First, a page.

Deadspin.com (ESPN and the NBA’s favorite sports blog) reports an $850,000 settlement against Louisville Slugger in the accidental death of an 18-year-old baseball player. The pitcher was killed when he couldn’t react to a come-backer in time. A Montana jury found the bat manufacturer liable.
It’s terrible to see a young baseball player get killed, but why hold a bat manufacturer liable for a freak incident that happens in the course of a game?
And why blame metal bats? A USA Baseball report from 2007 showed that metal bats are no less safe than wood. Furthermore, youth baseball leagues switched to metal bats in the 1970s specifically for safety. Wood bats splinter and shatter, especially those made with cheaper grades of wood. They are also too heavy for younger players to gain proper control in their swing.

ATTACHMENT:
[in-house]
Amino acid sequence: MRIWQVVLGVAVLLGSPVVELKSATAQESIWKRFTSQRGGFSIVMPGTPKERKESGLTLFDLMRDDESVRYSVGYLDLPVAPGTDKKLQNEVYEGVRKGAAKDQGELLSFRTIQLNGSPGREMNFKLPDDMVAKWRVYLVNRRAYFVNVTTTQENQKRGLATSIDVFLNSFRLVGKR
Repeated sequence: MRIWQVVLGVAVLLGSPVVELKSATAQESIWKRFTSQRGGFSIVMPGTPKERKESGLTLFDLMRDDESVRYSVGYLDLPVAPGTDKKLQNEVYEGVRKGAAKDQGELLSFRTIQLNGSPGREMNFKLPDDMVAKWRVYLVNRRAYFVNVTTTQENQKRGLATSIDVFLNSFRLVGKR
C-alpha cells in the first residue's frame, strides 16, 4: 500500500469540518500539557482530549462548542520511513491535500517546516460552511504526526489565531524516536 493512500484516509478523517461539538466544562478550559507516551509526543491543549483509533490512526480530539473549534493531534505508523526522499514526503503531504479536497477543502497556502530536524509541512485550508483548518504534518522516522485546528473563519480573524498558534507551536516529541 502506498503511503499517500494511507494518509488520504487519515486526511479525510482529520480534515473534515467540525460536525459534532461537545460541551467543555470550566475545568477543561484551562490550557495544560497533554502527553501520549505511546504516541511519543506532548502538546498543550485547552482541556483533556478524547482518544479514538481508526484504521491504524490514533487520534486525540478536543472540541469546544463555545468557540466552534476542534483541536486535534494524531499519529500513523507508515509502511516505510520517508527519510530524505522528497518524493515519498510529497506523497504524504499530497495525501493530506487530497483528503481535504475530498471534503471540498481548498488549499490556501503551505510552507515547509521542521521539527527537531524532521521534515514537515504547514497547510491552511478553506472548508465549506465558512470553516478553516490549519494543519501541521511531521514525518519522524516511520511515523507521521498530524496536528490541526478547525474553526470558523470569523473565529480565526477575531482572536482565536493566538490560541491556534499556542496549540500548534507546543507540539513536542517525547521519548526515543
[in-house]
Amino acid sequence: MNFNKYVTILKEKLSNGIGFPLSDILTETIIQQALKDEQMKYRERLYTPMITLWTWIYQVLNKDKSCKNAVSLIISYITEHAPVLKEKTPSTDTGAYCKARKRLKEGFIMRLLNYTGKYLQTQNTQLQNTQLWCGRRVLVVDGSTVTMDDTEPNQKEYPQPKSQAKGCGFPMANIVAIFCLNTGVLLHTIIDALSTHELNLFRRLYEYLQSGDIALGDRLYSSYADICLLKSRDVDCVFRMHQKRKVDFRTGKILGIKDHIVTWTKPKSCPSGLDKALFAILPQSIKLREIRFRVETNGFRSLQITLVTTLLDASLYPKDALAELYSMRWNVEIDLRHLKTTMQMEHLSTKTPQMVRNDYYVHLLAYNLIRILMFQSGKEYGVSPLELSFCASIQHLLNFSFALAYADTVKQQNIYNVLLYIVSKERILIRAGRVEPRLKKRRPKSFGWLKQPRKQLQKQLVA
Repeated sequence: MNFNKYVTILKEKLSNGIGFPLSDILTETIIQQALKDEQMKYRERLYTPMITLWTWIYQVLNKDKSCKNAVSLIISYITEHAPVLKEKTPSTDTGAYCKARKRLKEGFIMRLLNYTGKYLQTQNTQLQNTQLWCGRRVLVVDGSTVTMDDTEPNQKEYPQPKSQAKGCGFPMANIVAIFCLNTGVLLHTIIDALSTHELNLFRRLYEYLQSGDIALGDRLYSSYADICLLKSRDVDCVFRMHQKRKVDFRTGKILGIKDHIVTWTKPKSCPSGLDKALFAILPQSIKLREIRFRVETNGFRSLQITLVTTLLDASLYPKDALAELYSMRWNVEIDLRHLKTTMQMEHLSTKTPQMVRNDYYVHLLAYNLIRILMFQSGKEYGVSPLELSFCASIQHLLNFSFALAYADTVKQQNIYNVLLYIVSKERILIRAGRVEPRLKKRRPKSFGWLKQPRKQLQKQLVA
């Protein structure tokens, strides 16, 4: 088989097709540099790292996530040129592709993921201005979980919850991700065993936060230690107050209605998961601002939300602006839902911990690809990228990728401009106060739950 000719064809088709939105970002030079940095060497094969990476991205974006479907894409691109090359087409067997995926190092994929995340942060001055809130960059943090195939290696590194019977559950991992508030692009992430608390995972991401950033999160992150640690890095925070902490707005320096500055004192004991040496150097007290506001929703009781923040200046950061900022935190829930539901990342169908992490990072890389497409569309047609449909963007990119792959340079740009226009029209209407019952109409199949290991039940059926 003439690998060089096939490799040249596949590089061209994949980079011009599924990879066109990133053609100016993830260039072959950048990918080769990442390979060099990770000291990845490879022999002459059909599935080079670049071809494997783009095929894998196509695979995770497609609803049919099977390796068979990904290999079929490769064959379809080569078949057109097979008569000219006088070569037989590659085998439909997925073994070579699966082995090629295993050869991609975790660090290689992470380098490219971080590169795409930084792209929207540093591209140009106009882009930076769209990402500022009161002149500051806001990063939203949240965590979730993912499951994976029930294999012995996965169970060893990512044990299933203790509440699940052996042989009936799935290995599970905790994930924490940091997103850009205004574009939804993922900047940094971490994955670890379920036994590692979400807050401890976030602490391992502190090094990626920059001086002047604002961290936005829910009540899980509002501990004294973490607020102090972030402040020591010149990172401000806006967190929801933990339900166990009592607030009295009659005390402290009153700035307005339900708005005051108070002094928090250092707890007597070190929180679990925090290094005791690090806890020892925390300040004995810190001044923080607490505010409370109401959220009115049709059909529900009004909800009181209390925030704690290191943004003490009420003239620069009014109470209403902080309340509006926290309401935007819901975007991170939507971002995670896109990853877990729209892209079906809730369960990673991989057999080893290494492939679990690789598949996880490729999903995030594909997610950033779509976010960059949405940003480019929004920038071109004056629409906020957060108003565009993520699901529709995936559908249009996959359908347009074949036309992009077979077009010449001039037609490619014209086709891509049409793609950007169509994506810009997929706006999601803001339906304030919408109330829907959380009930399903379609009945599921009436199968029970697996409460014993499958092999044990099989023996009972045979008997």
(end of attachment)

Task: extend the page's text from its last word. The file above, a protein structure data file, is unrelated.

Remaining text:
So, if wood bats aren’t safe, and metal bats aren’t safe, what type of bats are kids supposed to use? Wiffle?
This is not to make light of someone’s death. If anything, it’s the lawyers who are making a mockery of this family’s loss, thinking that if they pick from the deepest pockets, it would assuage this family’s loss. As Deadspin.com points out, this suit may be just pocket change to the sporting goods industry. But it’s youth sports organizations that suffer the most from rulings like this. We already pay for liability insurance, and we have the constant fear of litigation hanging over the heads of every volunteer coach and board member. If judges wind up micromanaging how we can run a program or what equipment we can use, we might as well pack up our equipment bags and let the kids play video games. But then, we’d be sued for allowing kids to stay home and get fat.
All sports have inherent risks. As responsible organizations, we do our best to mitigate these risks and teach kids how to play safely. But we can’t make things 100% perfectly safe. There will always be circumstances we can’t control. Parents need to understand this.